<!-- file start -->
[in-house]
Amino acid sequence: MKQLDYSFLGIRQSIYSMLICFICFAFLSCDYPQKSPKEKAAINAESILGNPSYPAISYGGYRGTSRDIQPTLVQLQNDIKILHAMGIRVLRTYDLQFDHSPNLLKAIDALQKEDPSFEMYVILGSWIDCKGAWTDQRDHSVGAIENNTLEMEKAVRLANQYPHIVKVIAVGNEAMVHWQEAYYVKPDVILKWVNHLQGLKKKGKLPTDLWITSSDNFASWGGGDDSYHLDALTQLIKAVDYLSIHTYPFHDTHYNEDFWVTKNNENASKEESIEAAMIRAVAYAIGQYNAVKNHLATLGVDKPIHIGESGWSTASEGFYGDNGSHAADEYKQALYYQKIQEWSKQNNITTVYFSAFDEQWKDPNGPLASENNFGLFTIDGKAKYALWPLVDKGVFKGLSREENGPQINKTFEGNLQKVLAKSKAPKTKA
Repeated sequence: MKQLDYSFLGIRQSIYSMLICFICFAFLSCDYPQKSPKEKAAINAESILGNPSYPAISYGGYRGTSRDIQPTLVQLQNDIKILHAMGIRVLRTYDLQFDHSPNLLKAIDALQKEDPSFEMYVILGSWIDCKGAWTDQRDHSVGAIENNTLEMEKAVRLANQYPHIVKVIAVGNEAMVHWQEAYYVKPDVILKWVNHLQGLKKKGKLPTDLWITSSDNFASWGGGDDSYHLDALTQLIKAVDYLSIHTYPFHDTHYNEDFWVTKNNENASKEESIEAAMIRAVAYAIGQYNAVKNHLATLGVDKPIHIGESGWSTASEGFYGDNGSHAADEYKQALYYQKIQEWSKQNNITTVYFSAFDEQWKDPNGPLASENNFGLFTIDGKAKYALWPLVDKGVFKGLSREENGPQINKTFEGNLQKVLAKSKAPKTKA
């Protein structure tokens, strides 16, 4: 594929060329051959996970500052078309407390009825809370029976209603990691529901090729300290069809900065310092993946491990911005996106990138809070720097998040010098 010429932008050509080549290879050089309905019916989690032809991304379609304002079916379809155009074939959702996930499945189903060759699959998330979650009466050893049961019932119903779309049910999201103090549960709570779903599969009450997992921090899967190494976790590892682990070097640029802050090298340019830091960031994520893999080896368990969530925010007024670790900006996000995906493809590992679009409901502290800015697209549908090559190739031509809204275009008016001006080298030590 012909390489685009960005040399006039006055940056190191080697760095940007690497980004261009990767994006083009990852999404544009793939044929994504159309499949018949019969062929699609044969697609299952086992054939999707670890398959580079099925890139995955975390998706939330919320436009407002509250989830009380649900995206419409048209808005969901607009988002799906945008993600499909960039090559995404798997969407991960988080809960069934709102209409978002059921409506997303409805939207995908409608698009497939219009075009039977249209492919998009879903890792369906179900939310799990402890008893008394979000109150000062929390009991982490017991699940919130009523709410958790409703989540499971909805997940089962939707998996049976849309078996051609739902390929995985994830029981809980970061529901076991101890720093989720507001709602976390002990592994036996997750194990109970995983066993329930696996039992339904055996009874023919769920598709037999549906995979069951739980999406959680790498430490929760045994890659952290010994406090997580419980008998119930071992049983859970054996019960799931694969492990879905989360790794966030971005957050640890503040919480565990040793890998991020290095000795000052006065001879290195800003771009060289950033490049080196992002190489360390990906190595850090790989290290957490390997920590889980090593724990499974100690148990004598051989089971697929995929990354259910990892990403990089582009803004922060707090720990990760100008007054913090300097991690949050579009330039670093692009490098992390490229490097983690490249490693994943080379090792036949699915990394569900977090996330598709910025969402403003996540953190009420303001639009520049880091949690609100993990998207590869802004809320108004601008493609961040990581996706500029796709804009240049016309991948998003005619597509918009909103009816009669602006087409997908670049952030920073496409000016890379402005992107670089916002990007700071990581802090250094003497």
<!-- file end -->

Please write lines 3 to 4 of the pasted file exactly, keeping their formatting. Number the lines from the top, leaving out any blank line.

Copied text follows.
Repeated sequence: MKQLDYSFLGIRQSIYSMLICFICFAFLSCDYPQKSPKEKAAINAESILGNPSYPAISYGGYRGTSRDIQPTLVQLQNDIKILHAMGIRVLRTYDLQFDHSPNLLKAIDALQKEDPSFEMYVILGSWIDCKGAWTDQRDHSVGAIENNTLEMEKAVRLANQYPHIVKVIAVGNEAMVHWQEAYYVKPDVILKWVNHLQGLKKKGKLPTDLWITSSDNFASWGGGDDSYHLDALTQLIKAVDYLSIHTYPFHDTHYNEDFWVTKNNENASKEESIEAAMIRAVAYAIGQYNAVKNHLATLGVDKPIHIGESGWSTASEGFYGDNGSHAADEYKQALYYQKIQEWSKQNNITTVYFSAFDEQWKDPNGPLASENNFGLFTIDGKAKYALWPLVDKGVFKGLSREENGPQINKTFEGNLQKVLAKSKAPKTKA
């Protein structure tokens, strides 16, 4: 594929060329051959996970500052078309407390009825809370029976209603990691529901090729300290069809900065310092993946491990911005996106990138809070720097998040010098 010429932008050509080549290879050089309905019916989690032809991304379609304002079916379809155009074939959702996930499945189903060759699959998330979650009466050893049961019932119903779309049910999201103090549960709570779903599969009450997992921090899967190494976790590892682990070097640029802050090298340019830091960031994520893999080896368990969530925010007024670790900006996000995906493809590992679009409901502290800015697209549908090559190739031509809204275009008016001006080298030590 012909390489685009960005040399006039006055940056190191080697760095940007690497980004261009990767994006083009990852999404544009793939044929994504159309499949018949019969062929699609044969697609299952086992054939999707670890398959580079099925890139995955975390998706939330919320436009407002509250989830009380649900995206419409048209808005969901607009988002799906945008993600499909960039090559995404798997969407991960988080809960069934709102209409978002059921409506997303409805939207995908409608698009497939219009075009039977249209492919998009879903890792369906179900939310799990402890008893008394979000109150000062929390009991982490017991699940919130009523709410958790409703989540499971909805997940089962939707998996049976849309078996051609739902390929995985994830029981809980970061529901076991101890720093989720507001709602976390002990592994036996997750194990109970995983066993329930696996039992339904055996009874023919769920598709037999549906995979069951739980999406959680790498430490929760045994890659952290010994406090997580419980008998119930071992049983859970054996019960799931694969492990879905989360790794966030971005957050640890503040919480565990040793890998991020290095000795000052006065001879290195800003771009060289950033490049080196992002190489360390990906190595850090790989290290957490390997920590889980090593724990499974100690148990004598051989089971697929995929990354259910990892990403990089582009803004922060707090720990990760100008007054913090300097991690949050579009330039670093692009490098992390490229490097983690490249490693994943080379090792036949699915990394569900977090996330598709910025969402403003996540953190009420303001639009520049880091949690609100993990998207590869802004809320108004601008493609961040990581996706500029796709804009240049016309991948998003005619597509918009909103009816009669602006087409997908670049952030920073496409000016890379402005992107670089916002990007700071990581802090250094003497």